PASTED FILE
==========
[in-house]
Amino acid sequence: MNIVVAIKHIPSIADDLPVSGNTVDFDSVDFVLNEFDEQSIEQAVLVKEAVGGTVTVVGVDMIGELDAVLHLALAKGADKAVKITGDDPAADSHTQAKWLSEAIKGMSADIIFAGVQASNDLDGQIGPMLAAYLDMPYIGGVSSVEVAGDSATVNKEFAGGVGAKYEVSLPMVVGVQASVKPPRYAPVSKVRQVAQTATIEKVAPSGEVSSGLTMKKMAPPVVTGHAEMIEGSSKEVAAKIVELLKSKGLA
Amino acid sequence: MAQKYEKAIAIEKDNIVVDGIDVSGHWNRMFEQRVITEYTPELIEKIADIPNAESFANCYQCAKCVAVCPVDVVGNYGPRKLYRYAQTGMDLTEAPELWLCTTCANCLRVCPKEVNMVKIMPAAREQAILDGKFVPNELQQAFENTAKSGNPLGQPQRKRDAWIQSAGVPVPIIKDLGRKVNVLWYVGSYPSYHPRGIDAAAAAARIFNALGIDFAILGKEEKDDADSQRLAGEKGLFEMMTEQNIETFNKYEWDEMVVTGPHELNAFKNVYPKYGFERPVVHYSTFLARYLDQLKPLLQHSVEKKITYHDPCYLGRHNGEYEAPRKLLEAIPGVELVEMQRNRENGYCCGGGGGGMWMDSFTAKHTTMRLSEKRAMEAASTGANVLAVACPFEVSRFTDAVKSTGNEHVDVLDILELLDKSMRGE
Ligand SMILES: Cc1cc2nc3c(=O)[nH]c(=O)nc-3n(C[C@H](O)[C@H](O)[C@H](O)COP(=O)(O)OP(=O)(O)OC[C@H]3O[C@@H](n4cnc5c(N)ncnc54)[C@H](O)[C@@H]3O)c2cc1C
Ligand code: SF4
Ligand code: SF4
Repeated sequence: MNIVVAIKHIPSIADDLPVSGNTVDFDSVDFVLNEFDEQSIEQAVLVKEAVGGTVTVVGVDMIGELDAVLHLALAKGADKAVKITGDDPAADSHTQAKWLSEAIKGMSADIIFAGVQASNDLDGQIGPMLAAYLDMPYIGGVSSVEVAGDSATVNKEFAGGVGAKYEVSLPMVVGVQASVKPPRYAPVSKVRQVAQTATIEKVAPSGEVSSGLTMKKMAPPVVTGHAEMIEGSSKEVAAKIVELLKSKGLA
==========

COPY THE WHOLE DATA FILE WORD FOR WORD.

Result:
[in-house]
Amino acid sequence: MNIVVAIKHIPSIADDLPVSGNTVDFDSVDFVLNEFDEQSIEQAVLVKEAVGGTVTVVGVDMIGELDAVLHLALAKGADKAVKITGDDPAADSHTQAKWLSEAIKGMSADIIFAGVQASNDLDGQIGPMLAAYLDMPYIGGVSSVEVAGDSATVNKEFAGGVGAKYEVSLPMVVGVQASVKPPRYAPVSKVRQVAQTATIEKVAPSGEVSSGLTMKKMAPPVVTGHAEMIEGSSKEVAAKIVELLKSKGLA
Amino acid sequence: MAQKYEKAIAIEKDNIVVDGIDVSGHWNRMFEQRVITEYTPELIEKIADIPNAESFANCYQCAKCVAVCPVDVVGNYGPRKLYRYAQTGMDLTEAPELWLCTTCANCLRVCPKEVNMVKIMPAAREQAILDGKFVPNELQQAFENTAKSGNPLGQPQRKRDAWIQSAGVPVPIIKDLGRKVNVLWYVGSYPSYHPRGIDAAAAAARIFNALGIDFAILGKEEKDDADSQRLAGEKGLFEMMTEQNIETFNKYEWDEMVVTGPHELNAFKNVYPKYGFERPVVHYSTFLARYLDQLKPLLQHSVEKKITYHDPCYLGRHNGEYEAPRKLLEAIPGVELVEMQRNRENGYCCGGGGGGMWMDSFTAKHTTMRLSEKRAMEAASTGANVLAVACPFEVSRFTDAVKSTGNEHVDVLDILELLDKSMRGE
Ligand SMILES: Cc1cc2nc3c(=O)[nH]c(=O)nc-3n(C[C@H](O)[C@H](O)[C@H](O)COP(=O)(O)OP(=O)(O)OC[C@H]3O[C@@H](n4cnc5c(N)ncnc54)[C@H](O)[C@@H]3O)c2cc1C
Ligand code: SF4
Ligand code: SF4
Repeated sequence: MNIVVAIKHIPSIADDLPVSGNTVDFDSVDFVLNEFDEQSIEQAVLVKEAVGGTVTVVGVDMIGELDAVLHLALAKGADKAVKITGDDPAADSHTQAKWLSEAIKGMSADIIFAGVQASNDLDGQIGPMLAAYLDMPYIGGVSSVEVAGDSATVNKEFAGGVGAKYEVSLPMVVGVQASVKPPRYAPVSKVRQVAQTATIEKVAPSGEVSSGLTMKKMAPPVVTGHAEMIEGSSKEVAAKIVELLKSKGLA